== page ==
“It’s been a very challenging and a tough road to recovery but I feel very triumphant that the team that I put in place have managed to keep the company stable until such time I managed to get the capital reduction done and secure the equity by Tabarak Investment,” Allan told Thomson Reuters Projects in a phone interview on Monday.
Allan was in charge of DSI for nine months. The former head of consultancy firm Arcadis’ Middle East operations, he was brought in to lead a turnaround of the company in October last year.
This involved bringing in Tabarak Investment to inject new capital into the business following a proposed share capital reduction that will see three-quarters of its share base cancelled with a view to extinguishing 1.7 billion UAE dirhams worth of historic losses.
DSI’s latest results showed that the construction firm’s losses narrowed by 12 percent year-on-year to 182.7 million UAE dirhams, despite contract revenue declining 18 percent to 660.3 million UAE dirhams during the quarter.
“I feel proud handing over the reins to Tabarak, who will inject 500 million UAE dirhams into the company, which is good proof of Drake & Scull’s capability and brand recognition,” Allan said.
“I wish Tabarak and the team the best to take the company to the next level.”
Neither DSI nor Allan commented on the reason for his departure.
Allan had replaced DSI’s longstanding chief executive and executive vice chairman Khaldoun Tabari.
DSI’s statement on Monday said it has also approved the resignation of Tabari, who recently sold his stake in the company to Tabarak Investment, and several other members of its board. Restructuring process
The company said that its capital restructuring plans are on track, and that it expects its capital reduction to complete by the end of the third quarter of 2017.
Following this, Tabarak Investment will subscribe to 500 million UAE dirhams worth of new shares, which will make it a majority shareholder in the company.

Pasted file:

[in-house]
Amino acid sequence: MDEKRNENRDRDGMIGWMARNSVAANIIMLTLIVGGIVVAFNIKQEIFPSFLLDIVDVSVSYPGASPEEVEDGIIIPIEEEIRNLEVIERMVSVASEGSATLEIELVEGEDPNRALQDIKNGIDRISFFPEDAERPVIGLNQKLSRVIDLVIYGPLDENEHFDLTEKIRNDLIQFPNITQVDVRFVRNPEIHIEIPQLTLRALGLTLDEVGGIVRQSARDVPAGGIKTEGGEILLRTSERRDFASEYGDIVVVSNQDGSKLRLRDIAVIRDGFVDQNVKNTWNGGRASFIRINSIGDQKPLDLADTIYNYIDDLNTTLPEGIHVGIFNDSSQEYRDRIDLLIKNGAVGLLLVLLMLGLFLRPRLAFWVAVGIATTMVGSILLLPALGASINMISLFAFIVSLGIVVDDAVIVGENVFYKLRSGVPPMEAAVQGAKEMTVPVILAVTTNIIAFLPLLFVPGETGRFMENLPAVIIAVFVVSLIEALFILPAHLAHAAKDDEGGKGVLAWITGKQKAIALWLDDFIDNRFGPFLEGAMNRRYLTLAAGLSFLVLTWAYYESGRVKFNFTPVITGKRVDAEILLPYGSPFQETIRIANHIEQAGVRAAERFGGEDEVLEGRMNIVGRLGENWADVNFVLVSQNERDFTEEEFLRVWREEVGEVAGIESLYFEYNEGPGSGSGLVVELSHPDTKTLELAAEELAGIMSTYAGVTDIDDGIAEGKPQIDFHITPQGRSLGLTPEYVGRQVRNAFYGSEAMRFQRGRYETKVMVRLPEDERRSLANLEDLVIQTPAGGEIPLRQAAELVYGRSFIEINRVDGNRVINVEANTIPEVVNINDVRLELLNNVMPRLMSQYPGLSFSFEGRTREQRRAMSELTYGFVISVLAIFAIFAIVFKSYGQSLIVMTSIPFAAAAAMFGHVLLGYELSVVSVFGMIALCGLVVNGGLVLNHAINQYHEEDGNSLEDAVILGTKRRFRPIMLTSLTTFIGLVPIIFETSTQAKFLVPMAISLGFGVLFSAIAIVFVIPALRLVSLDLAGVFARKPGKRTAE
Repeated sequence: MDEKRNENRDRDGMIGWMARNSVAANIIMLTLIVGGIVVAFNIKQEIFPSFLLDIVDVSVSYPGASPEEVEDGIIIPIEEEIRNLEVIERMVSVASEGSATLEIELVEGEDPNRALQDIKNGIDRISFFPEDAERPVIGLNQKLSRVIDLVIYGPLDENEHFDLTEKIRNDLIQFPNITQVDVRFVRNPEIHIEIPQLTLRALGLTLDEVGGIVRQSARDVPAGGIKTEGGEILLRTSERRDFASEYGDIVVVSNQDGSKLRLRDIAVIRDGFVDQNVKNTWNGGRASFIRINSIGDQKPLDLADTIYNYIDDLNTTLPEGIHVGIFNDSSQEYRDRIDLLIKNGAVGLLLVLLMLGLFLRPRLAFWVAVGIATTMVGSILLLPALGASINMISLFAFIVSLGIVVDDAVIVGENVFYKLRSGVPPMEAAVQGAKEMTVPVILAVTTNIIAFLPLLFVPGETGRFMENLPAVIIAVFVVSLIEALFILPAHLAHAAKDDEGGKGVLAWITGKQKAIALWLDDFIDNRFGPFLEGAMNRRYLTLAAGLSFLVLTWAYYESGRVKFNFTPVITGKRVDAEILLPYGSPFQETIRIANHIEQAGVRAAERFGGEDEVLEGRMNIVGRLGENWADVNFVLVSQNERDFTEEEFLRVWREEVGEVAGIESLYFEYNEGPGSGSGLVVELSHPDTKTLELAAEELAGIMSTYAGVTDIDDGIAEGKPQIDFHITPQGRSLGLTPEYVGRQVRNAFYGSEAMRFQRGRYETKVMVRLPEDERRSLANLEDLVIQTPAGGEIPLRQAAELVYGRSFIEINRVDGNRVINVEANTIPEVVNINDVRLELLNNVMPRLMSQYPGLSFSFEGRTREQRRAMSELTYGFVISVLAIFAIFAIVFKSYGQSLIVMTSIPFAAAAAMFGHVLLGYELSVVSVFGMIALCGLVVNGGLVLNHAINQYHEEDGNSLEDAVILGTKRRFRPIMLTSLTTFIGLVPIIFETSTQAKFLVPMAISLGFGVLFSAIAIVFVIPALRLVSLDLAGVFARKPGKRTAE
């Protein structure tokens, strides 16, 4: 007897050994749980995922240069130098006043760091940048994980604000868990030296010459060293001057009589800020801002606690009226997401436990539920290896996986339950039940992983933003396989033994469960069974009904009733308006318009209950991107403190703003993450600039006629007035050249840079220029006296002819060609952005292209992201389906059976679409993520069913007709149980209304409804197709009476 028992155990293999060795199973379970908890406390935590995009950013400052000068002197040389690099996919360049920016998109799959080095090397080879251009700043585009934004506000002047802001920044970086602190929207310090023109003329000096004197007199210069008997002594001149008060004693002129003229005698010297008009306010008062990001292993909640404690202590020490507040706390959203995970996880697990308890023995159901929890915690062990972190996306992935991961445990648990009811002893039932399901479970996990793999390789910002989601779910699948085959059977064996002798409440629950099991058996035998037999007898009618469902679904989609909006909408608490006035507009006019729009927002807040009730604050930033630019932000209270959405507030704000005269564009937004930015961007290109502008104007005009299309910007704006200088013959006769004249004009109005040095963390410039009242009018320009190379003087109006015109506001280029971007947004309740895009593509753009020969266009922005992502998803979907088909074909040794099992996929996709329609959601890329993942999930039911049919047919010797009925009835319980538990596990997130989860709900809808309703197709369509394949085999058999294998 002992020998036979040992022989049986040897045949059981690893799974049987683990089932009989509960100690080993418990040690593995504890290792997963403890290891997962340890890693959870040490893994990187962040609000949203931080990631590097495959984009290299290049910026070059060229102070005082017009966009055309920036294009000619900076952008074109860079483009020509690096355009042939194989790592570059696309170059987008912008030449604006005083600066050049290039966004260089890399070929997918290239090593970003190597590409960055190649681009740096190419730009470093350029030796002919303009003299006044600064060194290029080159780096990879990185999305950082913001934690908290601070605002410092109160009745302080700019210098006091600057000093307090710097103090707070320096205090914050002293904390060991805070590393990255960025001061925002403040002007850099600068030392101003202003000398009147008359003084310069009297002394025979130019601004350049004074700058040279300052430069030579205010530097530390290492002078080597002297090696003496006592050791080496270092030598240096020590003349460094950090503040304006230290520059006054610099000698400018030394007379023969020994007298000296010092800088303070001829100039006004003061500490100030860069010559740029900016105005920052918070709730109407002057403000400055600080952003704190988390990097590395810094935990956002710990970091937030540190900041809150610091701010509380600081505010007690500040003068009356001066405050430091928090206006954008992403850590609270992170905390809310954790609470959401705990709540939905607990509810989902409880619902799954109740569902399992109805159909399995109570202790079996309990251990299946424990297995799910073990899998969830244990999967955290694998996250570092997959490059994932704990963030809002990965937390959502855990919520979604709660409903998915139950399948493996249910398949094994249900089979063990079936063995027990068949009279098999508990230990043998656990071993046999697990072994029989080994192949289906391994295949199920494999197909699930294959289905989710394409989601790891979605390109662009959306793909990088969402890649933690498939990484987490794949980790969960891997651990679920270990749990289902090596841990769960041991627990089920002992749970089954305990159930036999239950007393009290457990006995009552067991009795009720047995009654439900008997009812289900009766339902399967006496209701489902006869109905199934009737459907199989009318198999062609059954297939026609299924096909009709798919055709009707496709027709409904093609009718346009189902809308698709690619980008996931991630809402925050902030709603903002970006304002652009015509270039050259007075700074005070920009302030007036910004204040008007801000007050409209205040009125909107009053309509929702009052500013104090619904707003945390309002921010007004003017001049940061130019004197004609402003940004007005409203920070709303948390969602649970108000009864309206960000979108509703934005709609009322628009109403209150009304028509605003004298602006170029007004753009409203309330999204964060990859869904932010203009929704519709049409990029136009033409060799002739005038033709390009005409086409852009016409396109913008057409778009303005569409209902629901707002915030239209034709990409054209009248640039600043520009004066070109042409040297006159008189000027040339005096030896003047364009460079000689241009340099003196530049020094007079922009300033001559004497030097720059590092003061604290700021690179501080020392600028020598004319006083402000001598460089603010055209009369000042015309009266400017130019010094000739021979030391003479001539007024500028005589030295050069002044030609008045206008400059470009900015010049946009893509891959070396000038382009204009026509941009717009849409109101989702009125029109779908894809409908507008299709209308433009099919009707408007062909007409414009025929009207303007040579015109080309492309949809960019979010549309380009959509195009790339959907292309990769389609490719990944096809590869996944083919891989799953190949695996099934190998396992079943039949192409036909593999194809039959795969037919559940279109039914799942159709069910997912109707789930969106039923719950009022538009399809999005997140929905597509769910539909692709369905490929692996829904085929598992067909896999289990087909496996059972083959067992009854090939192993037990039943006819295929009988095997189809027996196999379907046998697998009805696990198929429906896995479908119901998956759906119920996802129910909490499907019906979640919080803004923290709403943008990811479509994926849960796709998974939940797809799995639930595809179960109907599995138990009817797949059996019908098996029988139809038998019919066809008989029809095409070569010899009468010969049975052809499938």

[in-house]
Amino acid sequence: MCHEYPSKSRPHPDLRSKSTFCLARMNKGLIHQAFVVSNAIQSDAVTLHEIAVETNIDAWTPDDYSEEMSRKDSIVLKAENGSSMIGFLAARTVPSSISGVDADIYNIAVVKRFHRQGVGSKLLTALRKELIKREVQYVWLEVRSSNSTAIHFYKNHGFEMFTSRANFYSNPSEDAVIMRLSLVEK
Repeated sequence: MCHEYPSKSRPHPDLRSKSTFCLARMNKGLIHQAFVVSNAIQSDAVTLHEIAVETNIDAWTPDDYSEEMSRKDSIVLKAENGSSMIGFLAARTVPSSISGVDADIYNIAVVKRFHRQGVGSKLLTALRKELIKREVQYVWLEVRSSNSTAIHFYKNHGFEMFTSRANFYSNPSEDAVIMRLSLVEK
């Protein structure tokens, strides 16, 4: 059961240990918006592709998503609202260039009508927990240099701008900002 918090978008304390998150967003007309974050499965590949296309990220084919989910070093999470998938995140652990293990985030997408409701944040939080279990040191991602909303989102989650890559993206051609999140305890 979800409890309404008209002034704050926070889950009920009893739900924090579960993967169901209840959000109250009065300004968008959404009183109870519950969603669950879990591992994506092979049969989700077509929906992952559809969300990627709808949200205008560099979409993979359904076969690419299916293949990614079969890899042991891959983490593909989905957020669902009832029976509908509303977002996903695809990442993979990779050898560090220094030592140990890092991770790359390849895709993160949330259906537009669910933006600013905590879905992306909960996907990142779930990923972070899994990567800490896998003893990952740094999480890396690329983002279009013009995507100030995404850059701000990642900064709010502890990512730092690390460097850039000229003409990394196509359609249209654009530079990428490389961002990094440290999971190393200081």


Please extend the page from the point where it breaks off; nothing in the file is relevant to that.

It said that Tabarak Investment, which is already the biggest single shareholder in DSI, had reaffirmed its commitment to the business, extending a 100 million UAE dirham interest-free loan to the company last week.
Acting chief financial officer Feras Kalthoum, who joined the business in June this year, said: “Our efforts to complete the capital and debt restructuring of the group, coupled with continued balancing of our portfolio to mitigate any contingent exposure that may impact our future profitability, will soon reflect positively on our financial performance and top-line targets.”
Thomson Reuters Projects reported in June that closer ties between the Tabarak and DSI
would put the building contractor in prime position to snap up lucrative work on some of Tabarak’s pipeline of projects, acting as a major catalyst for the loss-making firm’s turnaround plans.
Ahmed Kilani, CEO of Tabarak Investment, said one of the major assets where DSI could be in line to win work is Tabarak’s 10 billion UAE dirham Wahat Al Zaweya mixed-use development in the Faqaa corridor of Al Ain.
A note accompanying DSI's accounts statement on Monday by its auditor, PwC, stated that after reporting a loss of almost 1.04 billion UAE dirhams during the first six months of 2017, DSI’s current liabilities outweigh its current assets by just over one billion UAE dirhams.
Accounts show that the company’s net equity has declined to 217.6 million UAE dirhams by the end of June, down from 1.25 billion UAE dirhams at the end of last year.
Late on Monday, DSI announced it will elect a new set of board of directors during its upcoming General Assembly scheduled for later this year.
© Zawya Projects News 2017